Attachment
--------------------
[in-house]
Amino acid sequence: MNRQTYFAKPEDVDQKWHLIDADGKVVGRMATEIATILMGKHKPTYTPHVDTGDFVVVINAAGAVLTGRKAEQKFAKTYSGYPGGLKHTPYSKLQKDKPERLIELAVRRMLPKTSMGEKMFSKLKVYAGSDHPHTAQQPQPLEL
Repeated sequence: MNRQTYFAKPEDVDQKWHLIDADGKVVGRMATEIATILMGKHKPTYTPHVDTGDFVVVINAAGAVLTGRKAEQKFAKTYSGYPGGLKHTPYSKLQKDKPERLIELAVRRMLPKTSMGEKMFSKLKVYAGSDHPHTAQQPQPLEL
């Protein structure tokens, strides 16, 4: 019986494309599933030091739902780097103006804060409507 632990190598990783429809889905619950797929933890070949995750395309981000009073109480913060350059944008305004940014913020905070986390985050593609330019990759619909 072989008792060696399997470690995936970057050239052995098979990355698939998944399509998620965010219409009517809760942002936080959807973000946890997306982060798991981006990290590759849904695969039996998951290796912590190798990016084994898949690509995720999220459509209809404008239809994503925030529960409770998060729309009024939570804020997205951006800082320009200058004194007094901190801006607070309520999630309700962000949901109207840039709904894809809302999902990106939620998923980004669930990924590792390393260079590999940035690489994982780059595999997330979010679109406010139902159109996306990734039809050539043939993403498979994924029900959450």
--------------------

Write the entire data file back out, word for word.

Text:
[in-house]
Amino acid sequence: MNRQTYFAKPEDVDQKWHLIDADGKVVGRMATEIATILMGKHKPTYTPHVDTGDFVVVINAAGAVLTGRKAEQKFAKTYSGYPGGLKHTPYSKLQKDKPERLIELAVRRMLPKTSMGEKMFSKLKVYAGSDHPHTAQQPQPLEL
Repeated sequence: MNRQTYFAKPEDVDQKWHLIDADGKVVGRMATEIATILMGKHKPTYTPHVDTGDFVVVINAAGAVLTGRKAEQKFAKTYSGYPGGLKHTPYSKLQKDKPERLIELAVRRMLPKTSMGEKMFSKLKVYAGSDHPHTAQQPQPLEL
């Protein structure tokens, strides 16, 4: 019986494309599933030091739902780097103006804060409507 632990190598990783429809889905619950797929933890070949995750395309981000009073109480913060350059944008305004940014913020905070986390985050593609330019990759619909 072989008792060696399997470690995936970057050239052995098979990355698939998944399509998620965010219409009517809760942002936080959807973000946890997306982060798991981006990290590759849904695969039996998951290796912590190798990016084994898949690509995720999220459509209809404008239809994503925030529960409770998060729309009024939570804020997205951006800082320009200058004194007094901190801006607070309520999630309700962000949901109207840039709904894809809302999902990106939620998923980004669930990924590792390393260079590999940035690489994982780059595999997330979010679109406010139902159109996306990734039809050539043939993403498979994924029900959450």